Through a specialized whistle or squeal, these highly vocal creatures can communicate an emotional state to other dolphins, such as alarm or sexual excitement. In addition to sounds, they communicate by breaching (jumping and falling back into the water), slapping the water with their fins or tails, body posturing and jaw popping. Even more impressive, is their ability to mimic some human sounds.
Although I like to think that the dolphins I saw were part of a single family, there is no way of knowing for sure. In some species, up to 1,000 animals travel together, but others such as the bottlenose are found in smaller clusters of less than 100, or in small family groups. Individuals are rare, although on occasion a solitary dolphin has been sighted around the BVI. In one instance, a lone dolphin found its way to several of Tortola's most popular anchorages, thrilling kids and adults alike. Was it seeking out social interaction? There is no way of telling, but to observers, it seemed likely.
While dolphin families are the norm, what comprises a family may vary. In field observations, dolphins have shown that they bond with infants other than their own, and that they don't form permanent pair bonds. It is also possible that, like in our society, these personable mammals don't form just a simple set of family ties, but create friendships and associations beyond the family.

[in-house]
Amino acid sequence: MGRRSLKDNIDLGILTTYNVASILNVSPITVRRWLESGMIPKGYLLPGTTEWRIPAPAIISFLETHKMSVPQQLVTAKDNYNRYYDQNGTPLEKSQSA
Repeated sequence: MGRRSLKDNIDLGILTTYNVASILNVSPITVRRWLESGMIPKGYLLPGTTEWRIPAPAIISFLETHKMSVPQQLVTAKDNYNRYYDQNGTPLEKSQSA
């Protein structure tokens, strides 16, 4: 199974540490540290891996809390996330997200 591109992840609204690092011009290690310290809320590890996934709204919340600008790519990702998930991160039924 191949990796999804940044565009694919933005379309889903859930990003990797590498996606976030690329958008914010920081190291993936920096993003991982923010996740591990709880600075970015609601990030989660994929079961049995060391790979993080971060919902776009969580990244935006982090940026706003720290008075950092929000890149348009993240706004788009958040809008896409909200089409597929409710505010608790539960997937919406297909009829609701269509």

All cetaceans are protected under the Marine Mammal Protection Act (MMPA). Some are designated as "depleted" and others as endangered or threatened. The bottle nose comes under the "depleted" category. One of the greatest dangers to dolphins in recent times has occurred when large numbers become entangled in tuna fishing nets. Those that survive the rigors of a life time at sea can reach the a ripe old age of between 40 and 50 years.
It is exciting to sight dolphins when at sea, but certain rules should apply. Like any wild animal it is best to watch them from a distance. You shouldn't pursue them nor feed them since human food may lack the nutrition they require.
A lot more research needs to occur before we finally understand dolphins, their intelligence and their social structure. But a lot can also be learned by a chance encounter with a dolphin family on an outing in the Virgin Islands.